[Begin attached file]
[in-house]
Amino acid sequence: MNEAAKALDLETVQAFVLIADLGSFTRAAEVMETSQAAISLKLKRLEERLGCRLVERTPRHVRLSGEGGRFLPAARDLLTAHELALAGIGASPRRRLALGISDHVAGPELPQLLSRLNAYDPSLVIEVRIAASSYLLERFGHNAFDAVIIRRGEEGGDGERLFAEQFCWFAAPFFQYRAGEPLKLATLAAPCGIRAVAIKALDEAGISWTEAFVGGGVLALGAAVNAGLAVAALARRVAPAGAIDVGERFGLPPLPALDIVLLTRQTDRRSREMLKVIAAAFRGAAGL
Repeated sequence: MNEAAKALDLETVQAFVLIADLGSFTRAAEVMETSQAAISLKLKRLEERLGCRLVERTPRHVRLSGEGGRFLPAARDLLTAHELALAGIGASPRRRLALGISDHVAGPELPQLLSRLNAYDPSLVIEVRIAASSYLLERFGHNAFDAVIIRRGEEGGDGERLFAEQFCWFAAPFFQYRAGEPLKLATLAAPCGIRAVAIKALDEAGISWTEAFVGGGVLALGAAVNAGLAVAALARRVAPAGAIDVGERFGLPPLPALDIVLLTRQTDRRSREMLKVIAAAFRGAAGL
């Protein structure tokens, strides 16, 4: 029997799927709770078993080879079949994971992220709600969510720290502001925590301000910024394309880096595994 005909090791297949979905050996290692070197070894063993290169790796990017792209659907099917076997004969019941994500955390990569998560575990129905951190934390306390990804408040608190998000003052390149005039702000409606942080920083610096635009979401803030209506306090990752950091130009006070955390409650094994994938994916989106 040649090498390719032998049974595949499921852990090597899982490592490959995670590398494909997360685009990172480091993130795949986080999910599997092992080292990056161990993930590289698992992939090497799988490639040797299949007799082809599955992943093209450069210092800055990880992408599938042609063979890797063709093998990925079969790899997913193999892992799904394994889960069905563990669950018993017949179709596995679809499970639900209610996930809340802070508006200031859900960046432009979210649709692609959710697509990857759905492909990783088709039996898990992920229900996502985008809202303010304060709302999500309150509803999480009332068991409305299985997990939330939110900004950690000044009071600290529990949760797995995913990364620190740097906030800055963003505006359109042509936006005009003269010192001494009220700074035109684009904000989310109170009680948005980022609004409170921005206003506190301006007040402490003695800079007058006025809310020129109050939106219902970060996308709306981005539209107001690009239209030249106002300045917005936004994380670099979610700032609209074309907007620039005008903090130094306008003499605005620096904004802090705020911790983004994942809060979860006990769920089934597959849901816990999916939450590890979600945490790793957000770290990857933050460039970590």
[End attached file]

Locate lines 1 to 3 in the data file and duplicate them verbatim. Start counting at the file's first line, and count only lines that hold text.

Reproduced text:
[in-house]
Amino acid sequence: MNEAAKALDLETVQAFVLIADLGSFTRAAEVMETSQAAISLKLKRLEERLGCRLVERTPRHVRLSGEGGRFLPAARDLLTAHELALAGIGASPRRRLALGISDHVAGPELPQLLSRLNAYDPSLVIEVRIAASSYLLERFGHNAFDAVIIRRGEEGGDGERLFAEQFCWFAAPFFQYRAGEPLKLATLAAPCGIRAVAIKALDEAGISWTEAFVGGGVLALGAAVNAGLAVAALARRVAPAGAIDVGERFGLPPLPALDIVLLTRQTDRRSREMLKVIAAAFRGAAGL
Repeated sequence: MNEAAKALDLETVQAFVLIADLGSFTRAAEVMETSQAAISLKLKRLEERLGCRLVERTPRHVRLSGEGGRFLPAARDLLTAHELALAGIGASPRRRLALGISDHVAGPELPQLLSRLNAYDPSLVIEVRIAASSYLLERFGHNAFDAVIIRRGEEGGDGERLFAEQFCWFAAPFFQYRAGEPLKLATLAAPCGIRAVAIKALDEAGISWTEAFVGGGVLALGAAVNAGLAVAALARRVAPAGAIDVGERFGLPPLPALDIVLLTRQTDRRSREMLKVIAAAFRGAAGL